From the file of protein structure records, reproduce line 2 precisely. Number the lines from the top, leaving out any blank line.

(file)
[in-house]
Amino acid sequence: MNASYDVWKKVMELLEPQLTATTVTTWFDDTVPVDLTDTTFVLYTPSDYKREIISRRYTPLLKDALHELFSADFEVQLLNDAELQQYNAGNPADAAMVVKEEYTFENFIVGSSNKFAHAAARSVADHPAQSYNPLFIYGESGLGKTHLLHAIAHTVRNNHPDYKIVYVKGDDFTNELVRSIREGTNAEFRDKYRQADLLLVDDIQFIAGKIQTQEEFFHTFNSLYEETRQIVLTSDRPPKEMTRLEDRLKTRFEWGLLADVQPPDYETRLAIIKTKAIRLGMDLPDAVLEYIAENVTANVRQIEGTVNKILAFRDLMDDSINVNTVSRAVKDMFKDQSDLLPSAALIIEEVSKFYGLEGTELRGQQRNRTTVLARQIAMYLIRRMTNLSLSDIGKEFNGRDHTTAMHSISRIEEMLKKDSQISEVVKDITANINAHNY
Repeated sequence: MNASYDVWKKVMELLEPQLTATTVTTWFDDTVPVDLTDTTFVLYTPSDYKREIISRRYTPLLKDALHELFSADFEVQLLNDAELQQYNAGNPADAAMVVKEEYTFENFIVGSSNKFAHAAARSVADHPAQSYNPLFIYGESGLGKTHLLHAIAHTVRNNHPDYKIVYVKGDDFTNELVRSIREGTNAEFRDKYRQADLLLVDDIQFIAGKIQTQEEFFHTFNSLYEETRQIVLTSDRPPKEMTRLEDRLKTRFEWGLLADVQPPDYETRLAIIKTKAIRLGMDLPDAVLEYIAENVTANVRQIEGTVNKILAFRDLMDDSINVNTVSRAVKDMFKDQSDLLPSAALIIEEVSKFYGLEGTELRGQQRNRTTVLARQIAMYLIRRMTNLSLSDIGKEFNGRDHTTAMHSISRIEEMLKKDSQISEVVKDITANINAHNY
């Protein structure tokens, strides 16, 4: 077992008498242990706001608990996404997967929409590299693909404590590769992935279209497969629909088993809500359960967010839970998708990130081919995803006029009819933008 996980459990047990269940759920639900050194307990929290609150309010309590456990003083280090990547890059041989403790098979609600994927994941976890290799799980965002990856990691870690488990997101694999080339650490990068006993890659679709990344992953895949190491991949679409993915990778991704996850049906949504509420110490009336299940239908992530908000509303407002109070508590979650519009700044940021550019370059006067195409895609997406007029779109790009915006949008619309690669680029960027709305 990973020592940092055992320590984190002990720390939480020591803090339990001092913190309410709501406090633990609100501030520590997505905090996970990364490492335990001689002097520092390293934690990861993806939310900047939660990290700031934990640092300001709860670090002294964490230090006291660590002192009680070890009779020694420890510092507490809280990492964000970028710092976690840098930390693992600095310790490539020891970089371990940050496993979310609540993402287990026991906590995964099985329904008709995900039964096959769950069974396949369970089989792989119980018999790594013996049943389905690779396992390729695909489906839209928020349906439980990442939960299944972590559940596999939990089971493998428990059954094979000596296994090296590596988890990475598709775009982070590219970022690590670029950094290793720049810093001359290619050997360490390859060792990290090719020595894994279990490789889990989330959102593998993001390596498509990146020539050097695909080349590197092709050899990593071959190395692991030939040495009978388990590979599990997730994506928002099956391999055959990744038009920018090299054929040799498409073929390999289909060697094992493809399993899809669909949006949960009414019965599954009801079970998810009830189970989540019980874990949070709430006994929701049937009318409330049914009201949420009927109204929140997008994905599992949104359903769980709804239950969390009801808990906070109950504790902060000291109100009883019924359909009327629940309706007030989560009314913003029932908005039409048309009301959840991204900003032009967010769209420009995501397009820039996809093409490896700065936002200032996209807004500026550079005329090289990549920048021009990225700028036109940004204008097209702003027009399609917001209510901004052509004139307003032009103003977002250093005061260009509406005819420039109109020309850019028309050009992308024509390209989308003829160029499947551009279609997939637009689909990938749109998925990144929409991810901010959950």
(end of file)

Amino acid sequence: MNASYDVWKKVMELLEPQLTATTVTTWFDDTVPVDLTDTTFVLYTPSDYKREIISRRYTPLLKDALHELFSADFEVQLLNDAELQQYNAGNPADAAMVVKEEYTFENFIVGSSNKFAHAAARSVADHPAQSYNPLFIYGESGLGKTHLLHAIAHTVRNNHPDYKIVYVKGDDFTNELVRSIREGTNAEFRDKYRQADLLLVDDIQFIAGKIQTQEEFFHTFNSLYEETRQIVLTSDRPPKEMTRLEDRLKTRFEWGLLADVQPPDYETRLAIIKTKAIRLGMDLPDAVLEYIAENVTANVRQIEGTVNKILAFRDLMDDSINVNTVSRAVKDMFKDQSDLLPSAALIIEEVSKFYGLEGTELRGQQRNRTTVLARQIAMYLIRRMTNLSLSDIGKEFNGRDHTTAMHSISRIEEMLKKDSQISEVVKDITANINAHNY